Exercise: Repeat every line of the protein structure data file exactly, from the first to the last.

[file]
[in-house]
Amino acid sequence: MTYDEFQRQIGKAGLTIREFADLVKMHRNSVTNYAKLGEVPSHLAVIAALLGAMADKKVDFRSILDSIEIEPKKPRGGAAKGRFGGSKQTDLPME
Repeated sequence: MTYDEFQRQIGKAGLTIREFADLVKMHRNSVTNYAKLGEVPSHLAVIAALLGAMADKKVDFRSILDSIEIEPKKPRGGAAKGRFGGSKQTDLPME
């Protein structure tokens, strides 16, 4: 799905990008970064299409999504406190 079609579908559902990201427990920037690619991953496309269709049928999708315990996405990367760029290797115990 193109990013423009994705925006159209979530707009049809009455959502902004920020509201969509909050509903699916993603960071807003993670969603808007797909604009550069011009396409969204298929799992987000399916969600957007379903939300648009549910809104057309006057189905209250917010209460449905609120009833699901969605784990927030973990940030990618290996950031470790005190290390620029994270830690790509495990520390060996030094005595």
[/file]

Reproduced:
[in-house]
Amino acid sequence: MTYDEFQRQIGKAGLTIREFADLVKMHRNSVTNYAKLGEVPSHLAVIAALLGAMADKKVDFRSILDSIEIEPKKPRGGAAKGRFGGSKQTDLPME
Repeated sequence: MTYDEFQRQIGKAGLTIREFADLVKMHRNSVTNYAKLGEVPSHLAVIAALLGAMADKKVDFRSILDSIEIEPKKPRGGAAKGRFGGSKQTDLPME
């Protein structure tokens, strides 16, 4: 799905990008970064299409999504406190 079609579908559902990201427990920037690619991953496309269709049928999708315990996405990367760029290797115990 193109990013423009994705925006159209979530707009049809009455959502902004920020509201969509909050509903699916993603960071807003993670969603808007797909604009550069011009396409969204298929799992987000399916969600957007379903939300648009549910809104057309006057189905209250917010209460449905609120009833699901969605784990927030973990940030990618290996950031470790005190290390620029994270830690790509495990520390060996030094005595």